Issue 81, Spring 2001

by Marjorie Heins

In January, the Supreme Court declined to review a sweeping decision from the U.S. Court of Appeals for the Fourth Circuit that essentially denied state-employed professors any First Amendment right to academic freedom. The case of Urofsky v. Gilmore was a challenge to a Virginia law that barred state employees (with the exception of state police) from using state-owned or state-leased computers to access any “sexually explicit” Internet content without prior written approval from their “agency head.”

The law meant that large amounts of online art, literature, sociological and historical writings, medical information, and academic discussions on subjects ranging from Freud’s theory of penis envy to gay and lesbian studies were presumptively off-limits to professors, librarians, museum curators, and other state employed intellectual workers, unless they filed a written request that could be granted or denied at the discretion of a state official. Because the law required that all grants be a matter of public record, the professors argued that it sent a clear signal to administrators that research, writing, and academic interchange about sexual subjects was politically dangerous.

Although the federal district court struck down the law on First Amendment grounds, a three-judge panel of the Fourth Circuit reversed that ruling the following year. The full bench then granted the professors’ petition for rehearing, but in June, 2000, six judges ruled that no state employees, including professors, have any First Amendment right of free speech in connection with their work. Two other judges concurred in the result while disagreeing with the majority’s radical approach; and four judges dissented.

The six judges in the Urofsky majority based their conclusion on a line of Supreme Court decisions involving the free-expression rights of public employees. Only when public employees are speaking (or doing research) as “private citizens” on a matter of “public concern,” the six judges said, would the First Amendment apply. When they are simply doing their job, according to this simplistic reasoning, they are mouthpieces for the state, and their expression as well as their research and classroom teaching can be totally controlled. The judges dismissed Supreme Court cases that recognized a First Amendment right of academic freedom, asserting that if any such right existed, it belonged to the university and not to individual scholars.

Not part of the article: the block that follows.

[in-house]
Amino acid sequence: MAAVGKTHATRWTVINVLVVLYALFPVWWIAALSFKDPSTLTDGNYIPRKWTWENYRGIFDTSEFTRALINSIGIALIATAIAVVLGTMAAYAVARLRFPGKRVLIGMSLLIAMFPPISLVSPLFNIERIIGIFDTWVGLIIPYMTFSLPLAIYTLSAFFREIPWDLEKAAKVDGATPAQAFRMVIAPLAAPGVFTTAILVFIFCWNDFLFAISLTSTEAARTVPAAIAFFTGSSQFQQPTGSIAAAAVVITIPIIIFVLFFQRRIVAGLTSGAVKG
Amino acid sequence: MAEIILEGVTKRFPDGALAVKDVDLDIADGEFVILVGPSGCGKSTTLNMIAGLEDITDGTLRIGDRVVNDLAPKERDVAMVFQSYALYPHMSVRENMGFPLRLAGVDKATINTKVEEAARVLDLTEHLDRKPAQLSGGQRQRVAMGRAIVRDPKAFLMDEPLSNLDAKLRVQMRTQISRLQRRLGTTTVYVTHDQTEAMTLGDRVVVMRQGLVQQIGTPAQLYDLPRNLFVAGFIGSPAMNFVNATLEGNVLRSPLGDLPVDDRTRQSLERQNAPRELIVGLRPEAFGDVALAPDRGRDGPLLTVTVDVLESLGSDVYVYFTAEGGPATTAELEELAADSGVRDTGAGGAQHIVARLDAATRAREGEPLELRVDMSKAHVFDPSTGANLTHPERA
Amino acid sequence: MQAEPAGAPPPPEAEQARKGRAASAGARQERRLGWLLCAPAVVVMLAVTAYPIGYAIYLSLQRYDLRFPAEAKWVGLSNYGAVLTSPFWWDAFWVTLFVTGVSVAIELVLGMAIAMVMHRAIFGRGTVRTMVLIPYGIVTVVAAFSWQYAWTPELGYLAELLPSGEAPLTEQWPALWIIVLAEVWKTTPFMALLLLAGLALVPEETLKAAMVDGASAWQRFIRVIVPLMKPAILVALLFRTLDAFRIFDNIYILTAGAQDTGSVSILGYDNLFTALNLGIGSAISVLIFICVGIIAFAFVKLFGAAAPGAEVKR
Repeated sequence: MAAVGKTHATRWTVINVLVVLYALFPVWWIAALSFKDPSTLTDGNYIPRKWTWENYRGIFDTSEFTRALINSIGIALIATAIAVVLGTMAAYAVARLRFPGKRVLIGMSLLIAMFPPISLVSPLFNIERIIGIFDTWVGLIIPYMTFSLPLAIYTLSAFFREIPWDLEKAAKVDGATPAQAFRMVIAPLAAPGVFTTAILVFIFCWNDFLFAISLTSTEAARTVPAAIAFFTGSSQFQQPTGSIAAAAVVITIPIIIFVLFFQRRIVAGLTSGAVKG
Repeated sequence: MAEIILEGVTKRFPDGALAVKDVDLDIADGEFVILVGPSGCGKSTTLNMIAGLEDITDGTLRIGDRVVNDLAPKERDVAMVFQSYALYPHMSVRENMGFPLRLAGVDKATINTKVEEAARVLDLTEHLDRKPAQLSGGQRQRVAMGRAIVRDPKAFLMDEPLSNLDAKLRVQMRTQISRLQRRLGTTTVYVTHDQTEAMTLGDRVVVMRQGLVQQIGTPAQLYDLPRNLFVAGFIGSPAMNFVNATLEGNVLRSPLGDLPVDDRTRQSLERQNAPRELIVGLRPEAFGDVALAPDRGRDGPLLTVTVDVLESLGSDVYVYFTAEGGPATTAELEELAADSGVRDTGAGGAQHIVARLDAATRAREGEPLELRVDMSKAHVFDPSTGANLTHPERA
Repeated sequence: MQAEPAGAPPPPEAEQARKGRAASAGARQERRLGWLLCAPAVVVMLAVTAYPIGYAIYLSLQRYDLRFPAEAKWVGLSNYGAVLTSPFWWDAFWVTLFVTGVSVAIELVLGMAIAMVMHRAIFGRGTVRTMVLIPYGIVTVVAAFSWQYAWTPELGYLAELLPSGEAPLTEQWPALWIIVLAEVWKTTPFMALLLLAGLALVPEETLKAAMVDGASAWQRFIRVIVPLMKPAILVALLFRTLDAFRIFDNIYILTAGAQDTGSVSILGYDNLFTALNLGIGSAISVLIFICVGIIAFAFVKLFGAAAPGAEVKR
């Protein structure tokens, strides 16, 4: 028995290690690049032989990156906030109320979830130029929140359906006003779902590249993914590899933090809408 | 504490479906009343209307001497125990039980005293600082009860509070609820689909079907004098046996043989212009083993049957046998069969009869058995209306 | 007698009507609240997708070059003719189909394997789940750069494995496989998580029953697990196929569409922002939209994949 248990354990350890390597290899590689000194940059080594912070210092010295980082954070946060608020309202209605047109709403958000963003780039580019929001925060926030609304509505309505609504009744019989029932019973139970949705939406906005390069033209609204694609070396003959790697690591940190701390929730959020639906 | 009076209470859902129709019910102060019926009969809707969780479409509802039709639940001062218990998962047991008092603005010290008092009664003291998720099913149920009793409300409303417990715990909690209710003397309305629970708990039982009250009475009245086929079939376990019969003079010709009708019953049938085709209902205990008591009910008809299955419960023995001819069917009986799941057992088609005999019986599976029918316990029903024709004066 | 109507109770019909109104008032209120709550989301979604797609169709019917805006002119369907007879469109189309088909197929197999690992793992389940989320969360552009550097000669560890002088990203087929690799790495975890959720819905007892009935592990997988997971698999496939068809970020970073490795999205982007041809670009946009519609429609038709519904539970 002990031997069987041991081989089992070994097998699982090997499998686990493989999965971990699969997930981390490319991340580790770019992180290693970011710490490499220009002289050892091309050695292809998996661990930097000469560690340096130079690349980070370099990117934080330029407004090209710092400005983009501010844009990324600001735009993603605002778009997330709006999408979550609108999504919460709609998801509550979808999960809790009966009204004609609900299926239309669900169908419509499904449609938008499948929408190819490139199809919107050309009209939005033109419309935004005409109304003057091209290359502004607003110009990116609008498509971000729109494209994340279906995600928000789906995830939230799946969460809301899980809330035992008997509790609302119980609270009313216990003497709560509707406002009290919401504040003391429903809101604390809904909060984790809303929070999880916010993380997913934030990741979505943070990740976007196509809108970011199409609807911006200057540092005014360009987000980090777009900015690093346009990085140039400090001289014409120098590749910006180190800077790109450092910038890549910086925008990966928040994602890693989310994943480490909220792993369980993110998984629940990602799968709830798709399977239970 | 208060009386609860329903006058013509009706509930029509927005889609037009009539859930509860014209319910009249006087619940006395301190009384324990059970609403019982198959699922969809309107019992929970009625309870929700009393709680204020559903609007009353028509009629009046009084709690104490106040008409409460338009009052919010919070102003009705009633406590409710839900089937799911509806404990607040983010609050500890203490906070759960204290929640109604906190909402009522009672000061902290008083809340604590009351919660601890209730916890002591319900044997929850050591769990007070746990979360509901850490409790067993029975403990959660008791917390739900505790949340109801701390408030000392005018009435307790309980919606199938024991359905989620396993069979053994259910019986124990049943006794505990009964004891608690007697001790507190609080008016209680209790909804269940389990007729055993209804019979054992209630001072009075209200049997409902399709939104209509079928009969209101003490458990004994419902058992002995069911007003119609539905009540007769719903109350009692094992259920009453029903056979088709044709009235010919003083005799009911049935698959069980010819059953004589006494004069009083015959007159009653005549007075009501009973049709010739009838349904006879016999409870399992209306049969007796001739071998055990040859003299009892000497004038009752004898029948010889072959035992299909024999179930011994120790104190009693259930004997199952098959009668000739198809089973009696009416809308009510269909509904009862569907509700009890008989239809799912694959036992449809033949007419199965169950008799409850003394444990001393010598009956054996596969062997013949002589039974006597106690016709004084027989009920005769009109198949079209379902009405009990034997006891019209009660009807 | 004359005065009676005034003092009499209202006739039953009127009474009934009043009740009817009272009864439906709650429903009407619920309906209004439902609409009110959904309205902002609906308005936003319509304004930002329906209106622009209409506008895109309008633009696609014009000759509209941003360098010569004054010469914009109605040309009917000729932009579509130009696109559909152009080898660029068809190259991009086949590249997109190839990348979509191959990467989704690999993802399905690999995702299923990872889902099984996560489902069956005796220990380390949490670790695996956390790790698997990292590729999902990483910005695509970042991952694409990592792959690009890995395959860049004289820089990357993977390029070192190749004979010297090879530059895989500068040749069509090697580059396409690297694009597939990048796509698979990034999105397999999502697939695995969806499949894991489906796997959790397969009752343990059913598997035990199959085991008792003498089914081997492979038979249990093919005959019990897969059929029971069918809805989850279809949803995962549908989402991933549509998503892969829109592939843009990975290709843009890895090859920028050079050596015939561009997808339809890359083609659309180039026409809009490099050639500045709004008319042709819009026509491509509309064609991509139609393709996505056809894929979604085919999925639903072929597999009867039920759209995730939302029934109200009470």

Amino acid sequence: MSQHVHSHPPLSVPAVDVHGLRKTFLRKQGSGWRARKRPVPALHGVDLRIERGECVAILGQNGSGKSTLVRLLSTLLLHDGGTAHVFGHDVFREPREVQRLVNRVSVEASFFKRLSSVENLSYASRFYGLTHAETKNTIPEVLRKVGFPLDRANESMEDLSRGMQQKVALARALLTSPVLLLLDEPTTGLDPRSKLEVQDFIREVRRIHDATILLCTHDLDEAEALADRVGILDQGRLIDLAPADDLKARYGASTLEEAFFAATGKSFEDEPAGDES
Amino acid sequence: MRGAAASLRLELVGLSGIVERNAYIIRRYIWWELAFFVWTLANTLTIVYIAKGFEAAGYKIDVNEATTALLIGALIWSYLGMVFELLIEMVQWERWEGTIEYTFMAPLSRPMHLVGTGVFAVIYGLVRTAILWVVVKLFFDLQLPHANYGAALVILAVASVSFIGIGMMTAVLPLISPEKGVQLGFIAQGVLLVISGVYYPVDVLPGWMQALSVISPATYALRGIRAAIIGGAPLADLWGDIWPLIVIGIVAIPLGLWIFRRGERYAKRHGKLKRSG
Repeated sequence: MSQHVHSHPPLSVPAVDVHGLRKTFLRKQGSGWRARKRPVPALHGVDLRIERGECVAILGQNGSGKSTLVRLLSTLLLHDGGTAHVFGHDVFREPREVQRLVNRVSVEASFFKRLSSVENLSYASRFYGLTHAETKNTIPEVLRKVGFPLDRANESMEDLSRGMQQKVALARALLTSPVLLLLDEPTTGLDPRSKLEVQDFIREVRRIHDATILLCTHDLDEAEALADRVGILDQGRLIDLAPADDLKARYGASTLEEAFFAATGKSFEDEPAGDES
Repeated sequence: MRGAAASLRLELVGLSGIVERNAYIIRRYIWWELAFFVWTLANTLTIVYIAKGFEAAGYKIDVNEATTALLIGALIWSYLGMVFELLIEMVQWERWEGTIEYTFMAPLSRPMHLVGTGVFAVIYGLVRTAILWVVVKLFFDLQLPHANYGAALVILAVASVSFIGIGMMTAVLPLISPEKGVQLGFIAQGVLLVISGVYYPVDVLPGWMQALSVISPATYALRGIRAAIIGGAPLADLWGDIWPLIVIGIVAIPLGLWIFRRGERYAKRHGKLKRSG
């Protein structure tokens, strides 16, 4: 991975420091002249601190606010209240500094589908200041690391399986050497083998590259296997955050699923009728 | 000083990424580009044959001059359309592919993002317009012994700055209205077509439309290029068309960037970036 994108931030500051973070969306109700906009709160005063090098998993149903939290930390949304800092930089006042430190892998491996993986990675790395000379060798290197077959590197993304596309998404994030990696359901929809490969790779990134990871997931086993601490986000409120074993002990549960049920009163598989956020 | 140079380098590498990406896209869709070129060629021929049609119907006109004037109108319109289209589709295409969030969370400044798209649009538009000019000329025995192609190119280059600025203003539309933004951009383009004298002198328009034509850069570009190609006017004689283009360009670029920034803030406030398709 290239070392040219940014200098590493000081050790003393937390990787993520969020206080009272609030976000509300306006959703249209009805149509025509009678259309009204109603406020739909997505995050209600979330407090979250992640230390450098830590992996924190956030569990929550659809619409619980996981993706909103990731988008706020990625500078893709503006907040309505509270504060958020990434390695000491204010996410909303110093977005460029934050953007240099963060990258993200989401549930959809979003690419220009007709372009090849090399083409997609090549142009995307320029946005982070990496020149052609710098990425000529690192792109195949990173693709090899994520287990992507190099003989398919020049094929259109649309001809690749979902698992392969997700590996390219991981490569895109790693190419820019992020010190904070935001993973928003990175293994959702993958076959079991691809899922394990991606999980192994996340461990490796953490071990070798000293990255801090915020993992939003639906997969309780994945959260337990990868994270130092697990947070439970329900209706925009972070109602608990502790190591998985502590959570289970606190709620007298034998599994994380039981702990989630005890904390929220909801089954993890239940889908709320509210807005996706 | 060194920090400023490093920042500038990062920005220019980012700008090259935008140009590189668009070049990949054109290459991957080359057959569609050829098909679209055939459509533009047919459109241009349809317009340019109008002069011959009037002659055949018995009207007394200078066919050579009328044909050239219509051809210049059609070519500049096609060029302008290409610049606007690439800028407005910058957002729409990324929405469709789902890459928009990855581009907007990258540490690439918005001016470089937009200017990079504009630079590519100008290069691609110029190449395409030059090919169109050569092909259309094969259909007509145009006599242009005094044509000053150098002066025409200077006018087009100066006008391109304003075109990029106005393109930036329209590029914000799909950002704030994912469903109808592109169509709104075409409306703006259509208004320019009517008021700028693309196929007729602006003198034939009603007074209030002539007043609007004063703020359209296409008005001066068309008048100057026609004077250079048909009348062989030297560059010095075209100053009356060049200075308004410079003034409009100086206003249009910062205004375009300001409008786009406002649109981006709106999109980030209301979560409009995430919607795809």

Chief Judge Harvie Wilkinson wrote a separate opinion disagreeing with the majority on the constitutional importance of academic freedom; but he concurred in the judgment because he thought that concerns about “sexual harassment” justified the law. The four dissenting judges disputed both the majority’s distortion of the First Amendment, and its failure to recognize the large volume of “sexually explicit” expression that would now be chilled, from “the works of Toni Morrison” to “many themes found in Victorian poetry.”

Because the decision was so sweeping, and such a direct challenge to professors’ long-recognized right to conduct research without seeking prior permission, many observers believed the Supreme Court would take the case. The only consolations are that the decision applies only in the states covered by the Fourth Circuit (Virginia, Maryland, West Virginia, and North and South Carolina); and, because only six judges agreed with the demolition job on academic freedom, the decision will probably have limited impact.

The six plaintiffs were Melvin Urofsky, a noted communications and constitutional law expert; Terry Meyers, an English professor with a specialty in the notoriously scandalous poetry of Swinburne; Dana Heller, a gay and lesbian studies scholar; Paul Smith, a leader in the fields of feminism and cultural studies (including the gender roles embedded in pornography); and Bernard Levin and Brian Delaney, community college professors of psychology and literature respectively.